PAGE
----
Presidential Walking Tour
Take a tour of US Presidential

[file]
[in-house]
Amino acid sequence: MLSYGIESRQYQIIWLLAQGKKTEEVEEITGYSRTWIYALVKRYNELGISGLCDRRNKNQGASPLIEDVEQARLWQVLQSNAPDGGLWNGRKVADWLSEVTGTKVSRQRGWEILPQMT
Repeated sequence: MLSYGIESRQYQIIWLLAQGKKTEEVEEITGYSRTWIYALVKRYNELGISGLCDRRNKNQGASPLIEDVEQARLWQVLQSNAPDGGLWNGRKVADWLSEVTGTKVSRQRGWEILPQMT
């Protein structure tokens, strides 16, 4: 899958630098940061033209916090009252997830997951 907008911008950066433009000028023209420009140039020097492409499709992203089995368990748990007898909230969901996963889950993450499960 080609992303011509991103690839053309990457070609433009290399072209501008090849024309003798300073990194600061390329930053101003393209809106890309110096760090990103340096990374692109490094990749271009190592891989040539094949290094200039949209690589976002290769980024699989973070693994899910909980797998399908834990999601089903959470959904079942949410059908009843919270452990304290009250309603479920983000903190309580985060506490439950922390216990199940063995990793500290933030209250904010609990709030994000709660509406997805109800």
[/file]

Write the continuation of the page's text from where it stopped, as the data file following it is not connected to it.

PRESIDENTs A SELF-GUIDED WALKING TOUR a special thanks We would like to thank Park Burroughs of The Observer-Reporter, Ella Hatfield of Citizens Library, Clay Kilgore of the Washington County Historical Society, Bob Heim of The First United Methodist Church, and Anna Mae Moore of Washington & Jefferson’s Miller Library for research assistance. We also thank W&J’s Communications Office for assistance with this project, and our friends and family for reviewing a draft of the tour. Photo Credits (Stop 7-8): Observer Publishing Company A City of WASHINGTON, PA PRESIDENTIAL WASHINGTON The tour begins on the Washington & Jefferson college campus Difficulty: 1 mile, about 1 – 1.5 hours with stops, moderately hilly, some steps Suggested Parking: Metered spots on E. Wheeling Street by the W&J Admissions House. Parking anywhere in Washington is free on Saturdays and Sundays (except parking garages). 1 Campus Entryway on E. Wheeling Street (across from Admissions House) Welcome! This tour will take you to a variety of sites where American Presidents have spoken, stayed, or visited when they have come to Washington, Pennsylvania—residents sometimes call it “Little Washington.” So why did fifteen Presidents come here? For many, it was the fact that the National Road, the primary artery from east to west in the 19th century, came through Washington. Others visited because they had family or friends in the county; some were campaigning. And one President came to Washington because of a woman named Elizabeth Stockdale. Over the next hour, you will learn their stories. Directions to next stop: Walk through the entryway, make a right and walk past the first building (with authors’ names around the top), and stop in front of McMillan Hall, the building that has pillars and the date “1793” above the door. Walking Tour Points of Interest Walking Tour Reference Points *These maps were created from Washington County’s Geographic Information System (GIS) and include data from various municipal, county, state, and federal sources, which may contain errors. Maps should not be used for exact measurement of distance, direction, ground position, precise location of geographic features, or a vulnerability assesment at a specific location. LET’S GET WALKING! 2 McMillan Hall James Monroe, 1817: A President Visits the West 3 Rossin Campus Center Plaza Barack Obama, 2008: Clinging to Guns or Religion 4 Washington and Jefferson Statue In the Shadows of Washington and Jefferson 5 The Old Gym Tower William Howard Taft, 1916: A Yale Man Cheered at W&J In front of you is the oldest building on the Washington & Jefferson campus, McMillan Hall. The original stone section was begun in 1793 to house Washington Academy, a precursor of Washington College that would become half of Washington & Jefferson. McMillan Hall is linked to our first Presidential visit. In 1817, James Monroe, the fifth President, was the first President since George Washington to take a lengthy trip while in office. Only a few weeks after his inauguration, Monroe set out on a journey to build national unity that would take him as far north as Boston and as far west as Detroit. He spent his days traveling, hearing and making speeches, meeting people, and touring facilities. By 1817, Little Washington had been a town for nearly 40 years and was the home of more than 1,300 people. The town boasted several churches, a main street, and Washington College. Washington was separated from the east coast by the Allegheny Mountains, strengthening its perceived connection with the western states of Michigan and Ohio. When Monroe approached town with his travel companions, several men on horseback escorted him to David Morris’s Tavern on South Main Street (later the Globe Inn, Stop 11 on this tour), where a select group of citizens greeted him. Andrew Wylie, the president of Washington College, welcomed him formally and thanked him for visiting the western region. It was one of Monroe’s last stops before he returned to the capital, where the White House, which had been burnt to a shell in the War of 1812, was finally rebuilt and ready for occupancy. Barack Obama, the forty-fourth President of the United States (2009 – ) paid a visit to Washington on April 15, 2008, when he was campaigning for office. Then Senator Obama was in a close contest with Hillary Clinton for the Democratic nomination when he made this visit a week before the Pennsylvania primary. Obama’s visit to the W&J campus was clearly aimed at softening the controversial remarks he had made the previous weekend. Asked why members of the working class in Pennsylvania and the Midwest were not supporting his candidacy, Obama responded that they “cling to guns or religion” out of frustration with industrial job losses. The media played up this comment extensively, as did Hillary Clinton, who claimed that Obama was out of touch with small-town America. Obama sought to counter this criticism by addressing an audience of 300 veterans at the Rossin Campus Center on the W&J campus. Acknowledging that he had chosen his words poorly, he insisted that he was no elitist. He vowed to get American troops out of Iraq and to fix problems in the underfunded Veterans Administration. Earlier that day, Obama had spoken to an enthusiastic crowd of several hundred students, faculty, and townspeople in the plaza where you are standing next to the Rossin Campus Center. Obama stood on a platform facing the crowd, while secret service agents were positioned on the grass nearby. Obama ended up losing the Pennsylvania primary to Hillary Clinton, although by a narrower margin than had been predicted. As we know, he eventually won the nomination and the Presidency. It’s worth noting that unlike the other Presidents described on this tour, neither George Washington nor Thomas Jefferson actually visited our town. Washington traveled as a soldier and landowner to this region, but not to Little Washington itself, while Jefferson’s closest interaction came when he approved the route of the first federally-funded road (eventually known as the National Road described in Stop 15). Yet even with these limited connections, the two men seem to cast long shadows here, where they are the joint namesakes of Washington & Jefferson College. Looking at the statue, one gets the impression that George and Thomas must have been buddies, for here they are, sharing a manly embrace while they gaze into the distance together. How did they end up as the joint namesakes of a college in a town neither one visited? It seems natural, perhaps, to think of these men together. Before the American Revolution they were both wealthy gentlemen running large plantations in Virginia. They both devoted themselves to the cause of American independence: Washington as the commander of the Continental Army and Jefferson as a politician and diplomat. When George Washington was elected our first President in 1789, he chose Thomas Jefferson as his Secretary of State. During Washington’s presidency, however, their relationship began to sour. Jefferson resigned as Secretary of State and began to lead a political party that opposed the “Federalism” represented by Washington; if once united in purpose, they now seemed divided by politics. Subsequently, two colleges were created in Washington County— one named for Washington, and one named Jefferson. In 1865, the Civil War would leave both colleges short of students. Thus, Washington College and Jefferson College had to unite to survive. And so here they are, Washington and Jefferson, united in bronze in front of their jointly-named college. As you stand on the path near the campus gate, notice the stone building with a tower and spires on your left. It is now named The Swanson Wellness Center and sometimes called the “Old Gym,” but was once the College’s main athletic facility and largest indoor gathering space. Inside, former President William Howard Taft spoke to citizens and students in 1916. His visit was sponsored by a fund established by Elizabeth Stockdale to benefit the College and community. Today, Taft is perhaps best known for his size – he was a very large man both in height and girth. He is also known as the only President to also become chief justice of the Supreme Court. In 1916, he was in between these roles; he had been soundly defeated by Woodrow Wilson in his re-election bid in 1912 but wouldn’t be nominated for the Supreme Court until 1921. So 1916 found him teaching in the law school at Yale, his alma mater, and working for peace as World War I raged in Europe. The fact that Taft was a Yale man was a notable fact for the W&J students in his audience at The Old Gym. The two colleges were huge football rivals, and W & J students had even created a Greek cheer to parody a similar cheer at Yale. Both football cheers mimicked the sound of croaking frogs as depicted in Aristophanes’ play “The Frogs.” Though it may seem odd to us now, to early 20th century college men, croaking like a frog in Greek was apparently hilarious. When Taft finished his speech on “Our International Relationships,” which not only described world events but also referenced W&J’s recent football victories over Yale, the students gave him a big cheer – the Greek football cheer, of course. “Whichi coax,” they all croaked at him. For good measure, they ended with a personalized cheer just for him, yelling “Taft! Taft! Taft!” Directions to next stop: Directions to next stop: Proceed to the left end of McMillan Hall, turn right, and then cross S. Lincoln St. Continue down the steps to the Rossin Campus Center Plaza. Return back up the steps between Rossin Campus Center and The Commons. Then cross S. Lincoln St., and turn right. Follow the sidewalk to the large statue of George Washington and Thomas Jefferson. Directions to next stop: Directions to next stop: Follow the path to E. Beau St. (which intersects with S. Lincoln St.) and turn left. Walk a short distance to the large brick and iron gate, and turn left through the gate. Walk a short distance and the tower of the Old Gym (Swanson Wellness Center) will be on your left. Continue along the path until you are in in the middle of the block in front of Old Main (the large brick building with two towers). Follow the path down the steps until you reach S. College St., and stop at the brick entryway. 6 Brick Entryway on S. College Street Franklin D. Roosevelt, 1932: A Fleeting Visit 7 John F. Kennedy, 1962: Calm Before the Storms Washington County Courthouse Portico 8 George Washington Hotel Harry S. Truman, 1953: Private Citizens 9 Union Grill Bill Clinton, 1992 and 2008: On the Campaign Trail You just came down the hill in front of Old Main, which was built after McMillan Hall to provide more classrooms and a chapel. On Oct. 19, 1932, the all-male student body was gathered in the chapel to hear a lecture by a visiting speaker denouncing alcohol, which had been illegal in the United States since 1920 because of a prohibition amendment. Normally, when chapel was dismissed the students would have walked directly to classes, but on this particular Wednesday, classes were delayed. Instead, the W&J students and faculty streamed down the hill to College Avenue. They wanted to catch a glimpse of Franklin Delano Roosevelt, the New York governor running for President, as he drove by in a touring car. Roosevelt was accompanied by his son and six motorcycle police. The motorcade continued to Main Street where they encountered several thousand townspeople. To the disappointment of the crowd, Roosevelt stopped for only a few minutes before continuing to a speaking engagement in Wheeling. Roosevelt won Washington County in the presidential election the following month when he beat Herbert Hoover in the midst of the Great Depression. Despite the convictions of people like the chapel speaker, prohibition was repealed at Roosevelt’s urging a year after his election. Many residents living in Washington today still remember John F. Kennedy’s speech on Saturday, October 13, 1962. Kennedy came to stump for local Democrats in their bids for re-election, and people flocked to see the President. As you look across to the Courthouse portico, imagine the streets filled in every direction with thousands of people. Some hung out of windows, some waved protest signs, and some provided security for the teeming crowd. The bands of Avella and Washington High Schools played while the crowd waited for the President. He eventually arrived in an open-top convertible driven up Beau Street. From a podium filled with staff and politicians, Kennedy encouraged the crowd to vote for local Democrats in the upcoming election. After 10 minutes, he concluded his remarks but not his visit. He stayed for another two hours for lunch at the George Washington Hotel and a rest period that gave him time to watch part of a Penn State football game. In photographs, Kennedy looks friendly and relaxed, but he didn’t know that a crisis was brewing. Just four days later, Kennedy would learn about the presence of nuclear missiles in Cuba, the greatest challenge to his presidency. A year and one month later, his Presidency would end abruptly with his assassination in Dallas, Texas. For residents of Little Washington, the memory of Kennedy’s visit – a calm before national storms – remains a treasured piece of local history. In 1953, Harry S. Truman finished his eighth year as President, after first ascending to the Presidency with Franklin Roosevelt’s death in 1945, and then winning re-election in 1948. During his presidency, World War II ended and the Korean War began. After leaving office, Truman and his wife spent three weeks on a road trip that brought them to Little Washington. Bill Clinton, the forty-second President of the United States (1993 – 2001), has been one of the most frequent presidential visitors to Washington, Pennsylvania. The political campaign trail has brought Clinton to Washington on three occasions: once when stumping for his own election, once for his wife’s nomination as the Democratic candidate, and once for Barack Obama. Harry and Bess Truman did something unprecedented—they arrived in Little Washington without staff or Secret Service agents, and with Truman himself at the wheel. They were returning from New York City to their home in Missouri. The Trumans spent the night at the George Washington Hotel and tried to keep a low profile. When a reporter called their room, Truman courteously answered a few questions but declined a full interview. The Trumans ate dinner in the hotel’s Pioneer Grill, then quickly retreated to their room before leaving the next morning. A picture of the Trumans in the elevator, taken by a Washington Observer photographer, seems to capture their tenuous grip on privacy. They only wanted to be treated like private citizens, but couldn’t quite dodge the camera. They might have been warned if they read the letters of James Monroe, who wrote to Thomas Jefferson in 1817 that he found it impossible to travel as a private citizen. Clinton’s first visit to the city came on April 26, 1992, when he was seeking the Democratic presidential nomination against Jerry Brown, just two days before the Pennsylvania primary. He made a brief stop at the Union Grill, where approximately 200 party activists had gathered. A photo of Clinton and the owner of the restaurant appears in the main dining room. Clinton’s next visit came on March 10, 2008, when he stumped for his wife Hillary at the Henry Memorial Gym on the W&J campus. The former President spoke some 35 minutes to a crowd estimated at 2000 people. Hillary Clinton proved a popular candidate locally, winning 78% of the vote in Washington County. His final appearance in the city came in the waning days of the 2008 presidential campaign when he again addressed a large crowd at the Henry Memorial Gym on October 29. Clinton showed up this time on behalf of Democratic nominee Barack Obama. Clinton wryly observed that “at the start of the race, I was for someone else,” but urged those in attendance to back Obama in the forthcoming election. Directions to next stop: Turn right and walk along S. College St. to the end of the block at the intersection with E. Beau St. Turn left and cross S. College St., then proceed up E. Beau St. to the intersection with S. Main St. Make a left on S. Main St. without crossing; continue until you can see the courthouse portico across the street. Directions to next stop: Directions to next stop: Proceed down S. Main St. and make a left at E. Cherry Ave. The entrance to the George Washington Hotel lobby is under the pillars on your right. The hotel invites tour-takers to go through the doors into the lobby if there is not a private event underway. After exiting the George Washington Hotel, return to S. Main St. Turn left and walk to the intersection with E. Wheeling St., then turn left again and walk a few feet until you see the sign and stairs for the Union Grill on your left. You may want to have a seat on the bench. Directions to next stop: Return to corner, cross E. Wheeling St., then cross S. Main St. Proceed down S. Main St. just a few steps to the Whiskey Rebellion statue (of three men whispering). 10 Whiskey Rebellion Statue Benjamin Harrison 1876 and 1892: Funeral Procession 11 The Globe Inn Historical Marker The Prestigious Globe Inn 12 The David Bradford House A Frontier Rebel Against Washington 13 Corner: Maiden/Main (former Hotel Auld) Andrew Jackson, 1820s and 1830s: Familiar Salutations Benjamin Harrison, the twenty-third President of the United States (1889 – 1893) and the grandson of former President William Henry Harrison, made two visits to the borough. Neither occasion was a happy one. Harrison attended the funeral of his mother-in-law in 1876 and his father-in-law in 1892. Harrison’s wife Caroline had family ties to Little Washington. Her father, John Witherspoon Scott, had graduated from Washington College in 1823. John Scott, an ordained Presbyterian minister, went on to become president of Farmer’s College near Cincinnati, where Benjamin Harrison met his future wife. Although the Scotts spent most of their life in Ohio, they retained family connections back in Washington, Pa., and celebrated their fiftieth wedding anniversary here. When Mary Scott died in 1876, she was buried in the family plot in Washington Cemetery. John Scott and the Harrisons came to Washington for the funeral. When Harrison, a Republican, was elected President in 1888, the widowed John Scott came to live in the White House. The White House brought personal tragedy to the Harrison family. Caroline Harrison died of tuberculosis on October 25, 1892, a few weeks before Benjamin Harrison was defeated in his bid for a second term. Little more than a month later, Caroline’s father died on November 29, 1892. The grieving President boarded a train several days later to bury his father-in-law in Washington Cemetery. Washington & Jefferson College suspended classes as a token of respect. If you look to the south, you can see Washington Cemetery on the hilltop to the left of Trinity High School. The house connected to Trinity high school was once Trinity Hall and was significant to the visits of Ulysses S. Grant that will be described at Stop 14. The Globe Inn hosted more Presidents than any other building in Washington, Pennsylvania. Five Presidents are known to have stayed here: James Monroe, Andrew Jackson, William Henry Harrison, James K. Polk, and Zachary Taylor. Built in 1798 by David Morris, the Globe Inn became the most prestigious hostelry in the borough in the first half of the 19th century. The completion of the National Road in 1818 brought many visitors both famous and anonymous. In addition to the Presidents mentioned above, General Lafayette stayed at the Globe Inn in 1825 during his extensive tour of the United States to celebrate the fiftieth anniversary of American independence. Most of the presidential guests at the Globe Inn were travelling to Washington, D.C., from their homes farther west. Taking advantage of steamboat navigation on the Ohio River, they typically disembarked at Wheeling and then made their way east to the national capital by means of the National Road. For more information on the National Road, see Stop 15. The Globe Inn was torn down in 1891. George Washington definitely did not sleep here. This 1788 stone house was the home of David Bradford, the leader of the Whiskey Rebellion (1791 – 1794), one of the major crises that Washington had to face as the nation’s first President. The Whiskey Rebellion had many causes, but the fuse that lit the powder keg was the whiskey excise tax that Congress approved in 1791. The whiskey excise imposed a tax on the distillers of what had become America’s most popular beverage. These distillers included not only large-scale commercial operations but thousands of farmers on the frontier from western Pennsylvania to Georgia who ran small stills to convert their surplus grain into alcohol. A passion for whiskey and economic necessity encouraged these stills along the frontier. Bad roads to the East meant that it was impossible to ship bulky rye grain across the mountains profitably, but a train of pack horses loaded with whiskey could do so. The whiskey excise tax thus struck at the economic livelihood of many frontier areas and revived popular views that taxation amounted to tyranny. The whiskey excise met with protest all along the frontier. Whiskey rebels tarred and feathered several excise officers and forced the rest to resign. The excise tax was unenforceable on the frontier for two years. In 1794, however, the Washington Administration sought to enforce the law by issuing summons for local rebels to appear in court. Bloodshed soon followed, and David Bradford emerged as the local leader who urged outright resistance to the Washington Administration. In response, Washington became determined to crush this domestic insurrection. Washington himself led a 13,000-man force across the mountains to deal with the rebels, coming as far as Bedford, about 100 miles east of here. He turned back to Philadelphia when it became apparent that there would be no major armed resistance. The rebellion dissolved and Bradford fled in October 1794. There is considerable irony in that a town named after George Washington would house the leader of a revolt against Washington’s presidential policies. Note that Washington’s statue on top of the courthouse looks down upon Bradford’s residence. You are now standing at the former site of the Hotel Auld. The Hotel Auld was demolished in the 1960s. Andrew Jackson, the seventh President of the United States (1829 – 1837), may have been the most frequent presidential visitor to Washington, Pennsylvania. Jackson made at least five stops in the borough while traveling between his home, The Hermitage, in Nashville, Tennessee, and Washington, D.C. Jackson stayed overnight in Little Washington both on his way to being inaugurated President in 1829 and after he left office in 1837. Jackson took advantage of steamboat service on the Ohio to get to Pittsburgh and then traveled over land south to Little Washington en route to his inauguration. As the editor of the Washington Examiner commented, “It really was an interesting spectacle to see that great man who had been chosen by the unbiased suffrage of a free people to the most exalted situation on earth, mix among the hardy yeomanry of the country, and exchange mutual and familiar salutations.” Jackson’s entourage then took the National Road east toward Washington, D.C. Jackson was a guest at the Globe Inn on Main Street while headed for his inauguration. Eight years later, he stayed at John Dagg’s Mansion House while returning to Nashville. One of Jackson’s early visits to Washington proved to be quite controversial. In 1824, General Jackson was a candidate for the Presidency, and rumors surfaced that the General had met secretly with an anonymous political operative while he was here. A local newspaper’s editor went to considerable lengths to prove that this was a fabrication, producing affidavits from leading citizens and a letter from Jackson himself that Jackson had had no secret visitors. The editor attributed this rumor of a clandestine meeting to a “tribe of corrupt and mercenary politicians” who wanted to deny “this second Washington” the presidency. Jackson ultimately lost in 1824 to John Quincy Adams but won the Presidency in the election of 1828. During his stop in Washington, Pa. in the fall of 1824, Jackson stayed at James Briceland’s Inn. For obvious reasons, this inn later became known as the “Jackson Hotel.” It eventually became known as the Hotel Auld. Directions to next stop: Proceed just a few steps down S. Main St. to The David Bradford House, which also has a blue Pennsylvania state historical marker in front of it. (Top Left) James K. Polk (Top Right) Zachary Taylor (Bottom Left) William Henry Harrison Directions to next stop: Proceed down S. Main St. to the blue Pennsylvania state historical marker for The Globe Inn. Directions to next stop: Proceed down S. Main St. toward the intersection, and stop at the corner of S. Main St. and E. Maiden St. You will be standing in front of the Miracle Ear Parking Lot. Directions to next stop: Cross S. Main St. at the intersection with E. Maiden St. Proceed on E. Maiden St. back toward the W&J campus. Stop partway down the first block at the blue Pennsylvania state historical marker for the LeMoyne House. 14 LeMoyne House Ulysses S. Grant, 1860s and 1870s: A Familiar Guest 15 National Road Marker The National Road, Presidential Highway 16 Former Washington Female Seminary John Quincy Adams, 1843: Old Man Eloquent Falls Silent this concludes the tour Thank you for your interest in the history of little washington We hope you have enjoyed the tour. Please stop back some day – may we suggest a visit to the LeMoyne House or the David Bradford House? And who knows, maybe you or someone you know will become President, and we can add another stop to the history of Presidential Washington. About this tour: This tour was written in 2012 by Dr. W. Thomas Mainwaring, Professor of History, and Dr. Jennifer Riddle Harding, Associate Professor of English. Our accounts of Washington’s presidential visitors are based primarily on reports in the Washington Examiner, Washington Observer, Washington Reporter, The Observer-Reporter, and Red & Black newspapers. We also referred to maps, census data, church and college histories, encyclopedias, and personal reflections. Congressional records were obtained from online versions of the National Intelligencer and Congressional Globe. We used the following sources to provide context on specific Presidents: Achenbach, Joel. “The Grand Idea: George Washington’s Potomac and the Race to the West.” New York: Simon and Schuster, 2005. Algeo, Matthew. “Harry Truman’s Excellent Adventure: The True Story of a Great American Road Trip.” Chicago: Chicago Review Press, 2011. Branton, Harriet. “Focus on Washington County,” vols. 1 – 4. Washington, PA: The Observer Publishing Company, 1979 – 1984. Coleman, Helen Turnbull Waite. “Banners in the Wilderness; Early Years of Washington and Jefferson College.” Pittsburgh: University of Pittsburgh Press, 1956. Crumrine, Boyd. “History of Washington County with Biographical Sketches of Many of its Pioneers and Prominent Men.” Pittsburgh: University of Pittsburgh Digital Research Library, 1999. Online. Cunningham, Noble E. “The Presidency of James Monroe.” Lawrence: University Press of Kansas, 1996. Ellis, Joseph J. “Founding Brothers: The Revolutionary Generation.” New York: Vintage, 2002. Ellis, Joseph J. “His Excellency: George Washington.” New York: Vintage, 2005. Miller, William Lee. “Arguing about Slavery: John Quincy Adams and the Great Battle in the United States Congress.” New York: Vintage, 1998. Miller, Hilary Lee. “To ‘Pursue the Route Which Will Be of the Greatest Public Utility’: The National Road and Washington, Pennsylvania.” Master’s Thesis UNC Charlotte, 2011. We have stopped at the LeMoyne House to honor the President who probably felt the most at home in Little Washington: Ulysses S. Grant. Grant was more than just a traveler passing through town. His good friend William W. Smith, the cousin of Grant’s wife Julia, was a prominent businessman in Washington who owned a beautiful house called Spring Hill. After serving as the Smiths’ home, the house later became a military academy for boys called Trinity Hall (seen from the Whiskey Rebellion Statue at Stop 10), and is now part of Trinity High School. Ulysses and Julia Grant first came to Washington in 1867 to attend the marriage of William W. Smith to Emma McKennan. Grant was not yet President, but he was already revered as the glorious victor of the Civil War. When he arrived for the wedding by train, citizens cheered for the man who had led them to “final victory over the rebellion.” They asked for a speech, but Grant told them that it was his “habit…to postpone everything of that kind until his next visit.” After his election to the Presidency, Grant returned for a week-long visit in 1869. Out of respect for the President, whose dislike of crowds was well-known, the people gathered along Main Street but remained quiet, allowing his carriage to pass without cheers or shouts. Local politicians asked him to lay the cornerstone for the new town hall, and despite his dislike of such events, he graciously complied. He did not make a speech. During his stay, Grant had to address a brewing national problem – attempts by speculators James Fisk and Jay Gould to corner the gold market. Grant dealt with this crisis by ordering the sale of government gold in a telegram from Little Washington. While not at Spring Hill, Grant also rode around town in his buckboard (an open-seat carriage) and attended services at the Methodist Episcopal Church on Wheeling Street, a predecessor of today’s First United Methodist on Beau St. The Grants visited twice more in the 1870s and corresponded regularly with William W. Smith until Grant’s death in 1885. When the town hall was demolished in the 1980s, the cornerstone was unearthed, and its box of historical mementos was delivered to the Washington County Historical Society, located here in the LeMoyne House. The house also has several of Grant’s personal items on display in a room devoted to Civil War history. Grant left plenty of mementos behind to remind Washingtonians of the special connection they had with our 18th President. The miniature Washington Monument in front of you is one of the most familiar symbols of the National Road. The castiron markers show the distances to major destinations, in this case to Cumberland, Maryland, and Wheeling, West Virginia. The National Road was a significant factor in bringing many Presidents to Washington, particularly in the 19th century. The National Road provided the best means for many Presidents who lived in the Ohio Valley to travel to the national capital. The completion of this first federally-funded highway in 1818 between Cumberland, Maryland, and Wheeling, then in Virginia, marked a vast improvement in national transportation. The all-weather road, built to exacting engineering standards, cut travel times significantly between the East and the Ohio River. The new stage coach lines that sprang up enabled a traveler to go from Baltimore to Wheeling in two days. Washington, Pennsylvania, became an important stop on the National Road, which eventually extended to Illinois. Numerous Presidents took advantage of this new route to the East. Andrew Jackson, as you heard in Stop 13, took the National Road en route to his inauguration. Other Presidents who followed this well-worn path to the White House included William Henry Harrison, James Polk, and Zachary Taylor. All of them stayed overnight in Washington, Pa. Traffic along the National Road dwindled to a trickle after the railroads succeeded in building lines through the Appalachian Mountains in the 1850s. Passenger trains were far speedier and far more comfortable than a stage coach. Presidential visitors to Little Washington for the next several generations would arrive by train, not by horseback or stagecoach. The arrival of the automobile age in the early twentieth century made for the first long-distance travel on the National Road since the 1850s. (US Route 40 largely follows the National Road.) Warren G. Harding, (pictured above) became the first President to drive through the borough in 1922. Subsequent Presidents who arrived in this locality by auto included Franklin D. Roosevelt, Harry S. Truman, and John F. Kennedy. Look ahead, and you’ll see the Swanson Science Center, which sits on the footprint of the former Washington Female Seminary, a girls’ school open from 1836 – 1948. Many famous visitors who came to Washington made a stop at the seminary. One of them was John Quincy Adams, our 6th President (1825 – 1829). He had been out of office for nearly fifteen years when he visited Washington, Pa., in December of 1843, but Adams had found another career in politics as a member of the U.S. House of Representatives. It was his fellow representative Thomas McKennan of Washington who invited him to visit on a return trip from Cincinnati, where Adams had dedicated an observatory. The two men served in Congress together for nearly a decade and had been allies in the fight to lift Congress’s gag rule on anti-slavery petitions. They also worked together on the committee that established the Smithsonian Institution from the donation of James Smithson. In December, 1843, bells rang to announce Adams’ arrival, and more than 2,000 people gathered to see him at the courthouse. He seemed surprised and delighted by the outpouring of enthusiasm at his visit. Like his father John Adams, John Quincy never thought of himself as beloved by the people. He told them it was rare to see such a crowd “assembled for the purpose of showing marks of regard for me.” Perhaps nothing surprised him more, though, than his appearance at the Washington Female Seminary that evening. Principal Sarah Foster gave a speech praising his famous father. When it came time to reply, Adams was uncharacteristically quiet. For a man renowned for his speaking ability, and even nicknamed “Old Man Eloquent,” this was an unusual occurrence. Adams eventually spoke up to tell the crowd that this was “the first instance in which a lady has addressed me personally.” He soon recovered his famous speaking abilities in an answer praising Miss Foster, the assembled female students, and his late mother Abigail Adams. Directions to next stop: Take the path that leads you to the steps directly across E. Strawberry Ave. Go up the steps and proceed along the pathway that leads between Lazear Hall and the Admissions House. Stop at the brick entryway on E. Wheeling St., across the street from where the tour began. Directions to next stop: Directions to next stop: Continue to the end of the block, cross S. College St., then proceed to the National Road marker near the corner of S. Lincoln St. and E. Maiden St. It looks like a miniature Washington Monument. Proceed along E. Maiden St. to S. Lincoln St., turn left onto S. Lincoln St. and walk to the end of the Swanson Science Center on your left. Turn left at E. Strawberry Ave., and stop in front of the building (near the circle with the flag pole).